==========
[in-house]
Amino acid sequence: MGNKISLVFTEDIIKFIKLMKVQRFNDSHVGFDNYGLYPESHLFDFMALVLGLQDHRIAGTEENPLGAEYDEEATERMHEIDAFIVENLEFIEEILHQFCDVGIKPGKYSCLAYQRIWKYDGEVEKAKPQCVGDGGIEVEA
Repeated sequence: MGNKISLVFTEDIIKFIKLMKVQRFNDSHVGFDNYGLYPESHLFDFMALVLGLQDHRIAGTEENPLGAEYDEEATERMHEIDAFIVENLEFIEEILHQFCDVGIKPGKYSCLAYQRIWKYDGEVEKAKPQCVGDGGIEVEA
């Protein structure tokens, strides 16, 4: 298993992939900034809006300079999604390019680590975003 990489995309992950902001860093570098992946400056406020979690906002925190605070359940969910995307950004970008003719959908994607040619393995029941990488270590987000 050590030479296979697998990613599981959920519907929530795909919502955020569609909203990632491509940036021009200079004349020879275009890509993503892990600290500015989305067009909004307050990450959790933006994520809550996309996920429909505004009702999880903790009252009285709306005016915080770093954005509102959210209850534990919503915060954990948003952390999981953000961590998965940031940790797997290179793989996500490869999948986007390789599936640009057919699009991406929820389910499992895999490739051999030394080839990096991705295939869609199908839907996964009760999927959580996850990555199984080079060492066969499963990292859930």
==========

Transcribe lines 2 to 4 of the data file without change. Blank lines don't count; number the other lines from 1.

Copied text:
Amino acid sequence: MGNKISLVFTEDIIKFIKLMKVQRFNDSHVGFDNYGLYPESHLFDFMALVLGLQDHRIAGTEENPLGAEYDEEATERMHEIDAFIVENLEFIEEILHQFCDVGIKPGKYSCLAYQRIWKYDGEVEKAKPQCVGDGGIEVEA
Repeated sequence: MGNKISLVFTEDIIKFIKLMKVQRFNDSHVGFDNYGLYPESHLFDFMALVLGLQDHRIAGTEENPLGAEYDEEATERMHEIDAFIVENLEFIEEILHQFCDVGIKPGKYSCLAYQRIWKYDGEVEKAKPQCVGDGGIEVEA
């Protein structure tokens, strides 16, 4: 298993992939900034809006300079999604390019680590975003 990489995309992950902001860093570098992946400056406020979690906002925190605070359940969910995307950004970008003719959908994607040619393995029941990488270590987000 050590030479296979697998990613599981959920519907929530795909919502955020569609909203990632491509940036021009200079004349020879275009890509993503892990600290500015989305067009909004307050990450959790933006994520809550996309996920429909505004009702999880903790009252009285709306005016915080770093954005509102959210209850534990919503915060954990948003952390999981953000961590998965940031940790797997290179793989996500490869999948986007390789599936640009057919699009991406929820389910499992895999490739051999030394080839990096991705295939869609199908839907996964009760999927959580996850990555199984080079060492066969499963990292859930």